As increasing numbers of older adults make a determined effort to lead healthy, active lives, they're opting for something that will help them look as young as they feel. Just ask Barbara Closman, who decided to have a facelift at age 70. Closman is part of a growing number of people over 65 choosing cosmetic surgery to improve the way they look. In fact, the number of procedures performed on adults in this age group has increased 352 percent in the last five years, according to the American Society for Aesthetic Plastic Surgery.
Lyle Leipziger, MD, chief of plastic surgery at North Shore University Hospital and Long Island Jewish Medical Center, says a facelift can dramatically improve one's appearance and boost self-confidence in people of all ages. Although there are special considerations for older adults, advanced age, in itself, does not preclude cosmetic procedures.
"The first question: is the patient's general health good? Older adults tend to have more health problems, such as high blood pressure or diabetes, and these patients must have a complete medical work-up before undergoing any type of elective surgery," he says. Medication is another consideration. Since older adults tend to take more medicines, Dr. Leipziger determines whether any of them would interfere with surgery.
In most cases, a patient's health is more important than her age. Ms. Closman, who eats right and exercises three times a week, was an excellent candidate for cosmetic surgery. Another plus: she had thought long and hard before deciding to have a facelift and did a lot of research to make sure she knew what to expect. It would be the first time the Bayside resident would have surgery. She had never even been in the hospital, except to give birth.
Ms.Closman consulted numerous plastic surgeons before she chose Dr. Leipziger, the one with whom she felt most comfortable. "It really is a big step to put your face in someone's hands, so trust and rapport is very important," she said.
"Ms. Closman is an ideal patient in the sense that she enjoys good health, she did her homework, was sure of what she wanted and had realistic expectations," according to Dr. Leipziger.
Seven months after the procedure, Ms. Closman says she is delighted with the results and has a renewed passion for living. "I not only look younger, but I feel younger. I'm enjoying the attention and compliments I'm getting, too."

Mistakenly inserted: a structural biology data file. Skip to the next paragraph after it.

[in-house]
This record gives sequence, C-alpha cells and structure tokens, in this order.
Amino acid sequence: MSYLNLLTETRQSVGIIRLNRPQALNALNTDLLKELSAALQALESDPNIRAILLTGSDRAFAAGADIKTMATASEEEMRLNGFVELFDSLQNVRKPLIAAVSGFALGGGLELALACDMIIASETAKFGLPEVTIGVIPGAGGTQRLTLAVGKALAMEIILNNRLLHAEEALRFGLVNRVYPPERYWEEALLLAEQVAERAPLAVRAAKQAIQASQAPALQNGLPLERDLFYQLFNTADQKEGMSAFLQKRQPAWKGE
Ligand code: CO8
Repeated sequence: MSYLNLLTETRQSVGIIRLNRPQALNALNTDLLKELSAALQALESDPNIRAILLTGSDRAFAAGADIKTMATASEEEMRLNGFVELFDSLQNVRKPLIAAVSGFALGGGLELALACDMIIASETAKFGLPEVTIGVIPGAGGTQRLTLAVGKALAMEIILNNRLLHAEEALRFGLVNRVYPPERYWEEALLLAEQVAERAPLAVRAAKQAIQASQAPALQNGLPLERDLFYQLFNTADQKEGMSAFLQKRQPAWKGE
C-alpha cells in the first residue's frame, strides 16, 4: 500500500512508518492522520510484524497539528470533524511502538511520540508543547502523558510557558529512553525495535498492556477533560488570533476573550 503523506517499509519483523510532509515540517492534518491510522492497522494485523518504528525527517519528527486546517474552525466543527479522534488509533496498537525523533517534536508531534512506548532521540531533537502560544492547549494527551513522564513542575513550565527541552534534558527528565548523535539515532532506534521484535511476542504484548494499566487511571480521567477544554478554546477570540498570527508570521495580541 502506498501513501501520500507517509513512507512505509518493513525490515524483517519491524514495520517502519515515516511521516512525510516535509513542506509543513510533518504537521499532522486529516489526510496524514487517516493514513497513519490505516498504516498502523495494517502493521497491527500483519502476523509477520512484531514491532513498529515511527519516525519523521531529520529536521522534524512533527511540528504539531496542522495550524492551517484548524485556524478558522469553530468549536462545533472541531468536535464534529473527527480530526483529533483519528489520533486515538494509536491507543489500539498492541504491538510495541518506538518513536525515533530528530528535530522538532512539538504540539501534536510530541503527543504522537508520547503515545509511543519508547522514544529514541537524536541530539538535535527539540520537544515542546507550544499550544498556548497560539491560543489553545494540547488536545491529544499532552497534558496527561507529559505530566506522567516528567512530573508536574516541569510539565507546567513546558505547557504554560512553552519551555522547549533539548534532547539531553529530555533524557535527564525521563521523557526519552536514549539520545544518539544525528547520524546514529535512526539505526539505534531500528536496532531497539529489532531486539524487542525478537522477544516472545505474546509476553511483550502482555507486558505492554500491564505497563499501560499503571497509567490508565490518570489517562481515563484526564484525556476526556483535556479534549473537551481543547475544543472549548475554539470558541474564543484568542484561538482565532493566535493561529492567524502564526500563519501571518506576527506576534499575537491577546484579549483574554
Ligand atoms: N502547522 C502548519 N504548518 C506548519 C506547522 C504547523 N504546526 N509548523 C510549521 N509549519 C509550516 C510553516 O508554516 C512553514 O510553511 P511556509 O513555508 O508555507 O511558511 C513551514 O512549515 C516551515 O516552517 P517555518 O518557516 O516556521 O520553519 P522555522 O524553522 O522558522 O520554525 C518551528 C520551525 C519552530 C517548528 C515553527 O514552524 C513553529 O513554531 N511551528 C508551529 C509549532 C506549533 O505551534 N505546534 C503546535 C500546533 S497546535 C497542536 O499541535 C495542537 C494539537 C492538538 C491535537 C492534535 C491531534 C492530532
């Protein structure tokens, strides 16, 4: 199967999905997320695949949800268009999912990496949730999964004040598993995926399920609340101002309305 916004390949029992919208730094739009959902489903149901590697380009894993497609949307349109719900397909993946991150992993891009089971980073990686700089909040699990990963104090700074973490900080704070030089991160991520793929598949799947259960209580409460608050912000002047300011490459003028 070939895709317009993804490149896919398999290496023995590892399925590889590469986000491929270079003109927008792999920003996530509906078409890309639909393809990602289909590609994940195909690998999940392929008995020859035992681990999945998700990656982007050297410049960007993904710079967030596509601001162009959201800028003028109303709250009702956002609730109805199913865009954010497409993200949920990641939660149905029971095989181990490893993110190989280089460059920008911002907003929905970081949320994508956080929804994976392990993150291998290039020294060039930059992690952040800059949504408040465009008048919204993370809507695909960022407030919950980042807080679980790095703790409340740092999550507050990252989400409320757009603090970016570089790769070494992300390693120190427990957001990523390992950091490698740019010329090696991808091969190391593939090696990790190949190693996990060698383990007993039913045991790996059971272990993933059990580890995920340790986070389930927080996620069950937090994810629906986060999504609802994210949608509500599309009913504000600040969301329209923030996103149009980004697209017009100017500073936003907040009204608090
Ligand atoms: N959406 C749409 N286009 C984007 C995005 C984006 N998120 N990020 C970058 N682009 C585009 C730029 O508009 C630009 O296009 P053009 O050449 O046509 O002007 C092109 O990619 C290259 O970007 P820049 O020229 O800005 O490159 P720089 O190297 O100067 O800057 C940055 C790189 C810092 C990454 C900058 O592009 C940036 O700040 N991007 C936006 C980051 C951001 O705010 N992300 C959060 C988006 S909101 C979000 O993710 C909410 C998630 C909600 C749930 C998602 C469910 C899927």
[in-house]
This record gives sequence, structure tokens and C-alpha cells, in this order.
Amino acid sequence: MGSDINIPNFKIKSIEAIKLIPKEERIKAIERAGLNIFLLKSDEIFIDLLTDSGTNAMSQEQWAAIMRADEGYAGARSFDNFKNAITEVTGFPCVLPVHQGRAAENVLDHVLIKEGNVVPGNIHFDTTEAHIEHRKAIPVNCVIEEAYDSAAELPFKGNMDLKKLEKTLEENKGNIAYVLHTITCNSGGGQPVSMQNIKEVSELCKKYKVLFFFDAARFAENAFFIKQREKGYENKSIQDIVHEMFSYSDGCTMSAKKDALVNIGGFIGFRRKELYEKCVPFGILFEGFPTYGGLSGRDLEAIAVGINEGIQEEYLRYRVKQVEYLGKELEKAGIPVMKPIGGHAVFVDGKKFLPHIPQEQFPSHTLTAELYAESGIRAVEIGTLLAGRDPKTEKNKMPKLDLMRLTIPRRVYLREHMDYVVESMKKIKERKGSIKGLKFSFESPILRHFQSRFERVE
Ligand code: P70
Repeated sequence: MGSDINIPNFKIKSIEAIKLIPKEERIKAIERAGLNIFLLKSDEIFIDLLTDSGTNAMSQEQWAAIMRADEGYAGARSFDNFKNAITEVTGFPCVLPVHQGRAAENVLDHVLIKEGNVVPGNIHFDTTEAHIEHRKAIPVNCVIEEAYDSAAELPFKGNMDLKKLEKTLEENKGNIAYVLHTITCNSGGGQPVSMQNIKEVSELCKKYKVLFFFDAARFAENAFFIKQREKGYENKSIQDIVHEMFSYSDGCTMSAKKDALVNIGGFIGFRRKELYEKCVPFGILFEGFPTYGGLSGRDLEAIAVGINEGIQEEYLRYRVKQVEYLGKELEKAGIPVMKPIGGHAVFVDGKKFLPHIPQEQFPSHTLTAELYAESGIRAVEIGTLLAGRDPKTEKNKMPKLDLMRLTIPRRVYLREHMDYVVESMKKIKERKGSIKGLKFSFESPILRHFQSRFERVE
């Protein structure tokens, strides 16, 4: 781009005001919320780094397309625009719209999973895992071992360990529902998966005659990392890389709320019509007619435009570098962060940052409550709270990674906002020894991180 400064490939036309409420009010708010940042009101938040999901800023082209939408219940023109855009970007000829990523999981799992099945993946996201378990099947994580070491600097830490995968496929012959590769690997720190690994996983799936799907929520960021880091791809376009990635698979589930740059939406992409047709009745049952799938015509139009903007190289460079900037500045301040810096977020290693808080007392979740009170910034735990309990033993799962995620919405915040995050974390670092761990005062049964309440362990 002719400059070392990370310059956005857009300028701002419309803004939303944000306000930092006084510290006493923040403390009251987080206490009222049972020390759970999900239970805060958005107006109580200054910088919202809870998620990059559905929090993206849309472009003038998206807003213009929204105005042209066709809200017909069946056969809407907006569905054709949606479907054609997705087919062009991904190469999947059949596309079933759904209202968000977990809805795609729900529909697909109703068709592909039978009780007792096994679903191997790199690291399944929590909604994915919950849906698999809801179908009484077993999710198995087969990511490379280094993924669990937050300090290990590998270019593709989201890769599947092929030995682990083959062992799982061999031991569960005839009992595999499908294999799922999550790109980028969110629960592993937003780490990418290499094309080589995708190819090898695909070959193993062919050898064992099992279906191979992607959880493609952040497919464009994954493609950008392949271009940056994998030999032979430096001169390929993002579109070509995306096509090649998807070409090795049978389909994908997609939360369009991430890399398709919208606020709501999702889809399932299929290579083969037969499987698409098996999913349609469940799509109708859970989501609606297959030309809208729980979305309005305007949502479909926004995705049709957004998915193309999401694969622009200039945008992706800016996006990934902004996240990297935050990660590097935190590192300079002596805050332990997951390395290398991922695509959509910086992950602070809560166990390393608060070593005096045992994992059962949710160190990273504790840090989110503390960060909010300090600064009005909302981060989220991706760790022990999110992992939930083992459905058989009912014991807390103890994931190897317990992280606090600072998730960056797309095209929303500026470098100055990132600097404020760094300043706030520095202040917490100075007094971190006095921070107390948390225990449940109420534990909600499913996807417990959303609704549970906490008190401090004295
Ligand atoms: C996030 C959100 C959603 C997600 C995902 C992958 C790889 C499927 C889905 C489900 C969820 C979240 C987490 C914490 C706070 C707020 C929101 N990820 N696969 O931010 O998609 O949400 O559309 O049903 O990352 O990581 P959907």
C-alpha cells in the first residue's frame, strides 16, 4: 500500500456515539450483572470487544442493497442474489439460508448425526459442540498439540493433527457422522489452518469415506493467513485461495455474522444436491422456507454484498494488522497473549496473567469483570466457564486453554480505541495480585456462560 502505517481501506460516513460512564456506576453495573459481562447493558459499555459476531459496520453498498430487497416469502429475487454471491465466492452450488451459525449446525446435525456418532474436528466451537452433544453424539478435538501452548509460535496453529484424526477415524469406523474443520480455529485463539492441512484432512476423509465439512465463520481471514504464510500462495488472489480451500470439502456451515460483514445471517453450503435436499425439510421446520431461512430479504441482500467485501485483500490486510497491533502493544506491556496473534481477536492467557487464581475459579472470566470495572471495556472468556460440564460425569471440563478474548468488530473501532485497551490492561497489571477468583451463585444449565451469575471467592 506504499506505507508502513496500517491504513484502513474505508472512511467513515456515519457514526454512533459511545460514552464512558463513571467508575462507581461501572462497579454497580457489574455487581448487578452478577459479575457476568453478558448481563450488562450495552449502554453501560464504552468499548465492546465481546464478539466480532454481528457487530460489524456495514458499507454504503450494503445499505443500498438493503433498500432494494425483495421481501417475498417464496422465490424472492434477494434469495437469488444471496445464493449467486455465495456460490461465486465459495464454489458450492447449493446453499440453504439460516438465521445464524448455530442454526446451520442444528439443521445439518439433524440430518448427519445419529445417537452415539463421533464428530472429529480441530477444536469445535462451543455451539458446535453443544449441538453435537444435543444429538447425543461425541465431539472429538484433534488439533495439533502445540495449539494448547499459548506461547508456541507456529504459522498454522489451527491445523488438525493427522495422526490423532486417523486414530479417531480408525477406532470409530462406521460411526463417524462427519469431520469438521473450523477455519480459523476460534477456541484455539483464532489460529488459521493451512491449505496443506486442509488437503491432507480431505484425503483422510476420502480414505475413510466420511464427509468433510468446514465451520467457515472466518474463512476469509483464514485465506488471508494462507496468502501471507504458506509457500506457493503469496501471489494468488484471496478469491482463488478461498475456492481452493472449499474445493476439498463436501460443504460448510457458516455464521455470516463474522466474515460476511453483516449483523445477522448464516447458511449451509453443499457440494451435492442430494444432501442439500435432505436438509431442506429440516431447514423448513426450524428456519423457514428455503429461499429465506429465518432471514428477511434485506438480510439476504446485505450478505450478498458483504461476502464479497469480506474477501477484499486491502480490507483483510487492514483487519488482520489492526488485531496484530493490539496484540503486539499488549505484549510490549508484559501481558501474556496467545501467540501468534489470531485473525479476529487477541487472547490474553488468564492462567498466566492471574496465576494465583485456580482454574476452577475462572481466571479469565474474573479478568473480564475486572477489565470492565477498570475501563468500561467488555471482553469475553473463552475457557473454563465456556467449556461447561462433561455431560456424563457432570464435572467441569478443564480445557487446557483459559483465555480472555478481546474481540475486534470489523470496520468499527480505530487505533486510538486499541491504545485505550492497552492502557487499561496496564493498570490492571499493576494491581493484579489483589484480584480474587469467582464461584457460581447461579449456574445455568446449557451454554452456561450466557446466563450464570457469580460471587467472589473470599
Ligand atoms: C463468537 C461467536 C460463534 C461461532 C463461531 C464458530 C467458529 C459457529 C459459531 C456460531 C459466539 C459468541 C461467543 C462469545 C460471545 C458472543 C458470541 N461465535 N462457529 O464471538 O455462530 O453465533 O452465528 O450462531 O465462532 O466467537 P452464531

Dr. Leipziger offers the following advice for older adults considering cosmetic surgery:
* Make sure you're in good health. If someone has high blood pressure, for example, changes in diet or medication may be necessary to bring it down to a good level before any procedure can be performed.
* Have realistic expectations. Although a facelift can bring dramatic improvement, skin elasticity diminishes as we age, so the procedure may not bring the same results as it would in a younger person or in someone who has had a prior facelift.
* For eyelid surgery, tissue removal may need to be more conservative, since older patients have a greater tendency to develop "dry eye."
* Keep in mind that the recovery period may be longer. Patients 65 and older may take slightly longer to recover than younger people undergoing similar procedures. Bruising may take several extra days to go away, and incisions may also take longer to heal.
* Find a Board-certified physician with whom you feel comfortable. Anyone considering cosmetic surgery should always look for a physician who is certified by the American Board of Plastic Surgery and affiliated with a major teaching hospital. People may be able to find a doctor based on recommendations from friends or a family doctor. Once they find a plastic surgeon, they should feel comfortable with the doctor and make sure he or she is willing to take the time to answer all of their questions.
Dr. Leipziger says various factors may motivate older adults to have cosmetic surgery. Many people have active social lives or decide to resume dating and feel that looking younger and better will give them a psychological boost.
Others want to maintain their competitive edge in the job market or even re-enter it, and they feel looking more vibrant and refreshed will help.
"Age is relative, and many people want to look their best no matter how old they are," says Dr. Leipziger. He expects that as life-expectancy increases and more people live longer, the number of those having cosmetic surgery later in life will continue to rise. For more information, please call Dr. Leipziger's office: 516-465-8787.